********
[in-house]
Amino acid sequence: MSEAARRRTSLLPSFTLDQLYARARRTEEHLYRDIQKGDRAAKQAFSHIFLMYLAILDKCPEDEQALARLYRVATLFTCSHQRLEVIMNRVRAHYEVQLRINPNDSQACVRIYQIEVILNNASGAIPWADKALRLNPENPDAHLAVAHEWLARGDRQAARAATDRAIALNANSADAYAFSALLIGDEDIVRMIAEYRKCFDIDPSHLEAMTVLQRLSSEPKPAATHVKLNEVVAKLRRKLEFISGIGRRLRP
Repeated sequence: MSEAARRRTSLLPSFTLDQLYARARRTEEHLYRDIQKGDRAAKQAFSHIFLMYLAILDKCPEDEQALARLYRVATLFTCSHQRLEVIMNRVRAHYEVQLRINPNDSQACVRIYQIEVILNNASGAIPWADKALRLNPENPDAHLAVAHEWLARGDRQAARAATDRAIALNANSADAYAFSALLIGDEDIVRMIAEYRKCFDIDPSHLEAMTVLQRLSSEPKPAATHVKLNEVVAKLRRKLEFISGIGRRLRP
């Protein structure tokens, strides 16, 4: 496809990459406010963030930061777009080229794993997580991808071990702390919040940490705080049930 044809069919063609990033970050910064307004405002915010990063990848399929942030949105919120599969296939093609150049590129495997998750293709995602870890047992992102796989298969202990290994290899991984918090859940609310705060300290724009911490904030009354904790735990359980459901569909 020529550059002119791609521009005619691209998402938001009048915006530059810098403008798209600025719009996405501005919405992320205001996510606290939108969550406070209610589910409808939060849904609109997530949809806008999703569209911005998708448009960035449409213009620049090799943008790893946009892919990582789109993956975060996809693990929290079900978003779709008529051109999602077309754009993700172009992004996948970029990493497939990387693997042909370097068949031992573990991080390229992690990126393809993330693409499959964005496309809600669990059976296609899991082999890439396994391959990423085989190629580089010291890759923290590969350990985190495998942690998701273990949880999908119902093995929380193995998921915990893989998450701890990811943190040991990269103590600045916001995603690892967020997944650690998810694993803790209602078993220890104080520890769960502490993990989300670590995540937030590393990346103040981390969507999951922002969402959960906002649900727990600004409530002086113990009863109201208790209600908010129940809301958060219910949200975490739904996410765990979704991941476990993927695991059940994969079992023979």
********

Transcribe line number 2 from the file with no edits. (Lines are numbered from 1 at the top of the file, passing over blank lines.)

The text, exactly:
Amino acid sequence: MSEAARRRTSLLPSFTLDQLYARARRTEEHLYRDIQKGDRAAKQAFSHIFLMYLAILDKCPEDEQALARLYRVATLFTCSHQRLEVIMNRVRAHYEVQLRINPNDSQACVRIYQIEVILNNASGAIPWADKALRLNPENPDAHLAVAHEWLARGDRQAARAATDRAIALNANSADAYAFSALLIGDEDIVRMIAEYRKCFDIDPSHLEAMTVLQRLSSEPKPAATHVKLNEVVAKLRRKLEFISGIGRRLRP